The air is really thin, due to the high altitude, the starting line is at 7800, and the summit is over 14,000 feet so most drivers use supplementary oxygen to make sure their heads are sharp. Here Dai readies the car’s O2 system.
For Pikes Peak, practice is divided into three segments of the mountain. Qualifying is done on the fast smooth lower segment of the course leading to the Glenn Cove waystation. The next segment starts at the Glenn Cove waystation and goes to the high-altitude Devils Playground parking lot in a steep climb that is mostly switchbacks and hairpin turns. The final segment is from Devils Playground to the summit which is extremely rough with huge scary dropoffs. Practice starts on Tuesday and for us, that means our starting point is at Devils Playground which is at over 12,000 feet. As a crew, we hate this stage. It is freezing cold and hard to breathe. Practice runs from first light to 8:30 am. This allows the mountain to be open for tourists after we practice. This also means that we have to wake up at 2 am and be on the mountain at 3 am so we can get a good pit space close to the starting line. A good pit space is crucial because it’s important to get to the line before your tires cool too much. I am not looking too happy here. The temperatures are in the 20s and a strong wind is blowing and I am freezing.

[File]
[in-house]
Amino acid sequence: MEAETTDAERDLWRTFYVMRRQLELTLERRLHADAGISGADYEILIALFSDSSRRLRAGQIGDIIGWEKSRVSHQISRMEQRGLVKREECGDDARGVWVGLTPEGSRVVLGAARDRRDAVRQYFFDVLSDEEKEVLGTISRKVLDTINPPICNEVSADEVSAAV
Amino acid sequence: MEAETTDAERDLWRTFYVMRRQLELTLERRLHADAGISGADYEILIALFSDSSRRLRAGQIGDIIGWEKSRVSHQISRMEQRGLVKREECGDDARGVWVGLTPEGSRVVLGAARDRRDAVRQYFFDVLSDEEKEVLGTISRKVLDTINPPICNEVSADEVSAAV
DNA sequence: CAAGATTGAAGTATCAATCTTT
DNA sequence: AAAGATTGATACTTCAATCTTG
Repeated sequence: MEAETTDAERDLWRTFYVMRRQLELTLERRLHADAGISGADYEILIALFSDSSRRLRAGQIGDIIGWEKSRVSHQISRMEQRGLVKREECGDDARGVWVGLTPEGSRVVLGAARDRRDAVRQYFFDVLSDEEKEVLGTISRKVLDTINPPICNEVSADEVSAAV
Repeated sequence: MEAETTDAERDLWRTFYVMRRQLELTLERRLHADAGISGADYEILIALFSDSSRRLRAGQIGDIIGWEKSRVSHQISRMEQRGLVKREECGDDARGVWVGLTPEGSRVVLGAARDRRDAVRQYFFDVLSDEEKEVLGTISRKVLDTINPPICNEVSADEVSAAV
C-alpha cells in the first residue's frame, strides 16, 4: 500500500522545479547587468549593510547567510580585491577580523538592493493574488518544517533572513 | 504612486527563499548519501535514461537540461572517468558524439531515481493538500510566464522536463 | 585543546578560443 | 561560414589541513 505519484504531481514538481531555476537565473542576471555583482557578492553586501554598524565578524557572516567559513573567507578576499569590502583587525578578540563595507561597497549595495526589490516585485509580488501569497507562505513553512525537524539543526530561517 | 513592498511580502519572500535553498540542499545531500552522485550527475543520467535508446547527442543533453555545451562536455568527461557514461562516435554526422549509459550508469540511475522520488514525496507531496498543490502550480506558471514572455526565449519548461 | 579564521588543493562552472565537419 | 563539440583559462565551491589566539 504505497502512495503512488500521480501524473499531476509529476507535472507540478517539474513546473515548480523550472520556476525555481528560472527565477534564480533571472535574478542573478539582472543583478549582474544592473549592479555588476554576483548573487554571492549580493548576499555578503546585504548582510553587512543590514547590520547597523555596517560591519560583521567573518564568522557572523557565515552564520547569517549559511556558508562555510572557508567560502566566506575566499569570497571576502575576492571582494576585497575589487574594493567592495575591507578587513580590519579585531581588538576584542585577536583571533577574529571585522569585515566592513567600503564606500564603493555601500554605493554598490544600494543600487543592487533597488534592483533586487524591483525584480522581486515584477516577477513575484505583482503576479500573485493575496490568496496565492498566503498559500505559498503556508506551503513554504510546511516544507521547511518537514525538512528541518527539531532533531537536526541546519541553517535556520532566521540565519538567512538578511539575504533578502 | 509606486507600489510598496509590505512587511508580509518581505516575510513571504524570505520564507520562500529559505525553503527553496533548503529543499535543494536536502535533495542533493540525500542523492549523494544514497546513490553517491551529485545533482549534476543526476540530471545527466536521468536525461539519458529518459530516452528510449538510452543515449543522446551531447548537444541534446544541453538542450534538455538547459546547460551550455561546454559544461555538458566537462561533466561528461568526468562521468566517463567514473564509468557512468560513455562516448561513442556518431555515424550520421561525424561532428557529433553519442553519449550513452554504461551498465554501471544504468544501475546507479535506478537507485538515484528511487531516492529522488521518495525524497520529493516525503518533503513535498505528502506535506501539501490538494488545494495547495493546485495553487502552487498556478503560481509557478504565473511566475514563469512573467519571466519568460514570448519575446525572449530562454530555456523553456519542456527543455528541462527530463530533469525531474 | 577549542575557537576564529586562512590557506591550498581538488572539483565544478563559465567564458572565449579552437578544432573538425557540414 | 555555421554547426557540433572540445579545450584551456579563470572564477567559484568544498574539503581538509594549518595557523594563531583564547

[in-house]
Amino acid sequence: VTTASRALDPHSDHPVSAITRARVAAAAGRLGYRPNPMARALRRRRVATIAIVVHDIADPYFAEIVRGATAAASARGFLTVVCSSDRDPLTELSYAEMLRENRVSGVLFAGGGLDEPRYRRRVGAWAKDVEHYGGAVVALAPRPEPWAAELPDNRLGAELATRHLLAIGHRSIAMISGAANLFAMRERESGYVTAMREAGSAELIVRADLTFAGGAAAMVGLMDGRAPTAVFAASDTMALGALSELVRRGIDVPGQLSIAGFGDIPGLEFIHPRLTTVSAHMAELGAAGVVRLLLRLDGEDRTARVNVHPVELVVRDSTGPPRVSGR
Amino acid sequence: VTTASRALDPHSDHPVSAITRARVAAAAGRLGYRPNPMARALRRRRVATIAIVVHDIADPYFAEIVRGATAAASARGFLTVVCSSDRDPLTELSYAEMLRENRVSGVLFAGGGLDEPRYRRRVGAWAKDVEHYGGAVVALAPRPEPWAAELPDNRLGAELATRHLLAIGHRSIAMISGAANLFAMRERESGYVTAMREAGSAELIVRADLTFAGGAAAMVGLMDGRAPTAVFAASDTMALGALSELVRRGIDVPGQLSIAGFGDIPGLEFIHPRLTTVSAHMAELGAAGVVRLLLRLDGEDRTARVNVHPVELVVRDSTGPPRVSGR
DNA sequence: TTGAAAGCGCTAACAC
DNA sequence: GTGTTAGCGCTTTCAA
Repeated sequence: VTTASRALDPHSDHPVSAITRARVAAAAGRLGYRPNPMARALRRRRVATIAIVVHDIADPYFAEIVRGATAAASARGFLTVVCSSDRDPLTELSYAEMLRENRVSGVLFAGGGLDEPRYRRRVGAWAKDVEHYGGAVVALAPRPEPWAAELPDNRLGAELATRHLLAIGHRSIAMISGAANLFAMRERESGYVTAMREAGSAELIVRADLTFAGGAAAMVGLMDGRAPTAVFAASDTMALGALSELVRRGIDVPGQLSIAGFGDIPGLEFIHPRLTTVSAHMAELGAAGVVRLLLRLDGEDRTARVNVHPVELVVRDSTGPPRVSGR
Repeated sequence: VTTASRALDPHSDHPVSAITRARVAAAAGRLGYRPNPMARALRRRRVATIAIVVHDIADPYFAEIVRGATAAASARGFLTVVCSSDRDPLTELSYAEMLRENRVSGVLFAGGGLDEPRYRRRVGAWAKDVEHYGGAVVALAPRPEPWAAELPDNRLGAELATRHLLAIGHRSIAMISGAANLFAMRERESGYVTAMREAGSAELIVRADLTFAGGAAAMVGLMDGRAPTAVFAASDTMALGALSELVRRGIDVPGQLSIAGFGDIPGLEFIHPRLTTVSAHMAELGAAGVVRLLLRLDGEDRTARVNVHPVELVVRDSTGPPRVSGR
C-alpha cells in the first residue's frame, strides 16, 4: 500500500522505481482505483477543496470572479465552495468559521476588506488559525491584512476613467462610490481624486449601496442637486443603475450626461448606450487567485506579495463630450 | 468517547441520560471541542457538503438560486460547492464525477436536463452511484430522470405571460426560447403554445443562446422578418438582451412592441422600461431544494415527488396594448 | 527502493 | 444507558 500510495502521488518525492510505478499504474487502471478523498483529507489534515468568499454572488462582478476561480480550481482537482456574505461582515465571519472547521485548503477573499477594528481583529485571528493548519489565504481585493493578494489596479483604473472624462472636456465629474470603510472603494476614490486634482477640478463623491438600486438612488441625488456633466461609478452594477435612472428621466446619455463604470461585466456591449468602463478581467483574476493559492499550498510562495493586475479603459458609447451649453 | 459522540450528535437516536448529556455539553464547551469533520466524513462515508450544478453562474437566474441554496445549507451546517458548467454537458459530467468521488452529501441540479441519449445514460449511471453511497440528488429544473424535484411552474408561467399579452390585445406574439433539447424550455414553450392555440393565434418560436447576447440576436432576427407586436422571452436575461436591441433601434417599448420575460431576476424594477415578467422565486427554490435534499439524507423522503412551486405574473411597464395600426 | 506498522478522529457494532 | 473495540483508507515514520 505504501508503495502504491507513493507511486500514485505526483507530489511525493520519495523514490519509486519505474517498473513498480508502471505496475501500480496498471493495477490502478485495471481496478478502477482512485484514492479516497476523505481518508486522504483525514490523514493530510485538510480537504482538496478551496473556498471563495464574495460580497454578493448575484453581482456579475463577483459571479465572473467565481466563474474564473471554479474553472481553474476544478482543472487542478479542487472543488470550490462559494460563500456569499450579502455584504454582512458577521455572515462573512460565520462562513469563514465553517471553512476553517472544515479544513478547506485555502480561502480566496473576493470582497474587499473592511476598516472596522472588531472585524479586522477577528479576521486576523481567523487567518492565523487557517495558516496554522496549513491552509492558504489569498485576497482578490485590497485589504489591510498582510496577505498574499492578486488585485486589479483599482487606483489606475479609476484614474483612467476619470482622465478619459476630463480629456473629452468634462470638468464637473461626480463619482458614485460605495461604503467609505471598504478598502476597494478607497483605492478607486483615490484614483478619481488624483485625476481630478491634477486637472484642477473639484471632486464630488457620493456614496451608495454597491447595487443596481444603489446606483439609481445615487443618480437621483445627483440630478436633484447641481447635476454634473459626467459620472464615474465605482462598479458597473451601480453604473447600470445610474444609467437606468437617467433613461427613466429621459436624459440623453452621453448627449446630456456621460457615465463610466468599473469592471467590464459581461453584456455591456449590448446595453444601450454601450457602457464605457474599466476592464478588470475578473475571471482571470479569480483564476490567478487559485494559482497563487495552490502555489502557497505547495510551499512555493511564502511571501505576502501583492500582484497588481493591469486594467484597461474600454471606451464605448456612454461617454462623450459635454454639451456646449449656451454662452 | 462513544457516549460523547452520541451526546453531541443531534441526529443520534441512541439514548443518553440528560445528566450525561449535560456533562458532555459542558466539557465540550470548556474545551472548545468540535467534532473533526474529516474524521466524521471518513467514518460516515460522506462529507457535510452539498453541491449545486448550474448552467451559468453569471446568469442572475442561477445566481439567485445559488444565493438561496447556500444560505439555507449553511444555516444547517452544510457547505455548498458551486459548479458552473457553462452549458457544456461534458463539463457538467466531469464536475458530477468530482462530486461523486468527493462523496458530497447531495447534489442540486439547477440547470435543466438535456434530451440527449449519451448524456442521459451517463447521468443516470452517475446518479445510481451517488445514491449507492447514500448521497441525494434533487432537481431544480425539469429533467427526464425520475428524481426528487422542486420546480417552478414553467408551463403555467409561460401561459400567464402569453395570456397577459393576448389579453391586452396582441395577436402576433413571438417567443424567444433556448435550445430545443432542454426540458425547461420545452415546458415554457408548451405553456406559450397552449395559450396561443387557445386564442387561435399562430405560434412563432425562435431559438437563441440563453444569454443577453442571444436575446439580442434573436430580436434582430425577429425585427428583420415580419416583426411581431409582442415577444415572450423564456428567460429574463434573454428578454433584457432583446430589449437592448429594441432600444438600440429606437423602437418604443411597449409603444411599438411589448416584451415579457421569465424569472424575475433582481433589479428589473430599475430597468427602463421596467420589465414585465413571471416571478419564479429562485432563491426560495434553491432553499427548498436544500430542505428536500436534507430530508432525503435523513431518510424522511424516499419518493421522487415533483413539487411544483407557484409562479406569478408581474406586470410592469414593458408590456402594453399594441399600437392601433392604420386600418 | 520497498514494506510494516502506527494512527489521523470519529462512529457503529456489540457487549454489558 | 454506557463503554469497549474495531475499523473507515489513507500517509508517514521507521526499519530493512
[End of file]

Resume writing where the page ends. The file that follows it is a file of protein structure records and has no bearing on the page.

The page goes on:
We set up a generator and put tire warmers on the car. The pavement temp is in the low 40s – high 30s so we have to really heat the tires, we try to get them over 180 degrees if possible. Pikes Peak is the only course I have ever experienced where the tire temps and pressures can drop a lot, like from 180 degrees to 70! At high altitudes, the generator doesn’t run so great. Because of the cold, you can see the importance of getting to the line quickly to preserve the heat in the tires so a good pit spot is important. Air jacks are crucial in all of this as well, they greatly speed the time needed to get the tire warmers on and off and the car underway.